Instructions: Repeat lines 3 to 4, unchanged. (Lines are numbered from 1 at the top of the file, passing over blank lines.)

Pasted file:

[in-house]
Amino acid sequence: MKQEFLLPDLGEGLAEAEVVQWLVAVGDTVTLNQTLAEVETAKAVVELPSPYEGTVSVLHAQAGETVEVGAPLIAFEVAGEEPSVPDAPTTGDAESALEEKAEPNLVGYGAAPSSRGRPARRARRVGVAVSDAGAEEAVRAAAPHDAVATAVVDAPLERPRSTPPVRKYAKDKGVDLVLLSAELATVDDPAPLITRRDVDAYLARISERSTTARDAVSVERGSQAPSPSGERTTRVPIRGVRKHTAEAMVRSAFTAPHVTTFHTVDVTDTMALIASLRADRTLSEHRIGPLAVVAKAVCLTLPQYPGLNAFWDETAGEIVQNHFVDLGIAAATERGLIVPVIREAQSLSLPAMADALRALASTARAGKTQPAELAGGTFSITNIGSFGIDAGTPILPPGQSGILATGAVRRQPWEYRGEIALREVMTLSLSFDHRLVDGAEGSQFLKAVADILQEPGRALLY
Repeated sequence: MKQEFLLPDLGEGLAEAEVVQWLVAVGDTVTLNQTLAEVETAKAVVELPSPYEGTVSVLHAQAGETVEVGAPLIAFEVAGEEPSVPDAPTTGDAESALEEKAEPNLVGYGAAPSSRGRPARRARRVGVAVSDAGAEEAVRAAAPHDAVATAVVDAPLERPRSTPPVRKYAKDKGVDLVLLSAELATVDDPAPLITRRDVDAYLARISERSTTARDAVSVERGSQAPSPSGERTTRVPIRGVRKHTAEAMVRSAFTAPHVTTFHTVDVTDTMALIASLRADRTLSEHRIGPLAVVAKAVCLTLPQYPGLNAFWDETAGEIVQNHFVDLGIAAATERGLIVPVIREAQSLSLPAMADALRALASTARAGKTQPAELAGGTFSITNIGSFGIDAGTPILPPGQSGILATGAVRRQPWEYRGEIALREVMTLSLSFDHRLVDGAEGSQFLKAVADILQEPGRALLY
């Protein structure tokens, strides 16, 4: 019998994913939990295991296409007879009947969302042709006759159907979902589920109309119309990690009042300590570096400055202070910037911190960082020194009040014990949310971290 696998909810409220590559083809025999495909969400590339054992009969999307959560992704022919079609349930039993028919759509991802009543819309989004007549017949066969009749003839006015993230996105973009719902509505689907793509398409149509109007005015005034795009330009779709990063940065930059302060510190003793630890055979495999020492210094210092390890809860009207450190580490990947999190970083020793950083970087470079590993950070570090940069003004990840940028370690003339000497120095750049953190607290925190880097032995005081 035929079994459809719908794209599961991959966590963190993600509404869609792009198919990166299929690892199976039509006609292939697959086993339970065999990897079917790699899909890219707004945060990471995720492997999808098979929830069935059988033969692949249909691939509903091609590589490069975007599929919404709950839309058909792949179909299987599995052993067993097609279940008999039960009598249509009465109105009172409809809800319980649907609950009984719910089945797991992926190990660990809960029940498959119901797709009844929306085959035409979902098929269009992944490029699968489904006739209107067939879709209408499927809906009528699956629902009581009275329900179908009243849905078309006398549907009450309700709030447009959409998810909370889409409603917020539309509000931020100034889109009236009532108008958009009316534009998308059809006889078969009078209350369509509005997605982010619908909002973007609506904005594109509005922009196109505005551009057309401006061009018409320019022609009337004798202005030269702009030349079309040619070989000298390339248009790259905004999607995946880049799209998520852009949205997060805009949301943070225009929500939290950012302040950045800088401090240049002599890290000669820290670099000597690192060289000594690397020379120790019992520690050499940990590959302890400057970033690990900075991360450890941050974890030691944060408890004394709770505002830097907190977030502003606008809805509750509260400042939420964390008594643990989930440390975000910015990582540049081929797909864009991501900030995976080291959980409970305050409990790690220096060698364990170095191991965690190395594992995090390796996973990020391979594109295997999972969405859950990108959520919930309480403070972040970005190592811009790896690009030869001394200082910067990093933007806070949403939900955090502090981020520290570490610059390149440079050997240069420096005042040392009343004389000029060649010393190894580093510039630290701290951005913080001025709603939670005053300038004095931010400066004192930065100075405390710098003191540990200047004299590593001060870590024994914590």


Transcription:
Repeated sequence: MKQEFLLPDLGEGLAEAEVVQWLVAVGDTVTLNQTLAEVETAKAVVELPSPYEGTVSVLHAQAGETVEVGAPLIAFEVAGEEPSVPDAPTTGDAESALEEKAEPNLVGYGAAPSSRGRPARRARRVGVAVSDAGAEEAVRAAAPHDAVATAVVDAPLERPRSTPPVRKYAKDKGVDLVLLSAELATVDDPAPLITRRDVDAYLARISERSTTARDAVSVERGSQAPSPSGERTTRVPIRGVRKHTAEAMVRSAFTAPHVTTFHTVDVTDTMALIASLRADRTLSEHRIGPLAVVAKAVCLTLPQYPGLNAFWDETAGEIVQNHFVDLGIAAATERGLIVPVIREAQSLSLPAMADALRALASTARAGKTQPAELAGGTFSITNIGSFGIDAGTPILPPGQSGILATGAVRRQPWEYRGEIALREVMTLSLSFDHRLVDGAEGSQFLKAVADILQEPGRALLY
């Protein structure tokens, strides 16, 4: 019998994913939990295991296409007879009947969302042709006759159907979902589920109309119309990690009042300590570096400055202070910037911190960082020194009040014990949310971290 696998909810409220590559083809025999495909969400590339054992009969999307959560992704022919079609349930039993028919759509991802009543819309989004007549017949066969009749003839006015993230996105973009719902509505689907793509398409149509109007005015005034795009330009779709990063940065930059302060510190003793630890055979495999020492210094210092390890809860009207450190580490990947999190970083020793950083970087470079590993950070570090940069003004990840940028370690003339000497120095750049953190607290925190880097032995005081 035929079994459809719908794209599961991959966590963190993600509404869609792009198919990166299929690892199976039509006609292939697959086993339970065999990897079917790699899909890219707004945060990471995720492997999808098979929830069935059988033969692949249909691939509903091609590589490069975007599929919404709950839309058909792949179909299987599995052993067993097609279940008999039960009598249509009465109105009172409809809800319980649907609950009984719910089945797991992926190990660990809960029940498959119901797709009844929306085959035409979902098929269009992944490029699968489904006739209107067939879709209408499927809906009528699956629902009581009275329900179908009243849905078309006398549907009450309700709030447009959409998810909370889409409603917020539309509000931020100034889109009236009532108008958009009316534009998308059809006889078969009078209350369509509005997605982010619908909002973007609506904005594109509005922009196109505005551009057309401006061009018409320019022609009337004798202005030269702009030349079309040619070989000298390339248009790259905004999607995946880049799209998520852009949205997060805009949301943070225009929500939290950012302040950045800088401090240049002599890290000669820290670099000597690192060289000594690397020379120790019992520690050499940990590959302890400057970033690990900075991360450890941050974890030691944060408890004394709770505002830097907190977030502003606008809805509750509260400042939420964390008594643990989930440390975000910015990582540049081929797909864009991501900030995976080291959980409970305050409990790690220096060698364990170095191991965690190395594992995090390796996973990020391979594109295997999972969405859950990108959520919930309480403070972040970005190592811009790896690009030869001394200082910067990093933007806070949403939900955090502090981020520290570490610059390149440079050997240069420096005042040392009343004389000029060649010393190894580093510039630290701290951005913080001025709603939670005053300038004095931010400066004192930065100075405390710098003191540990200047004299590593001060870590024994914590």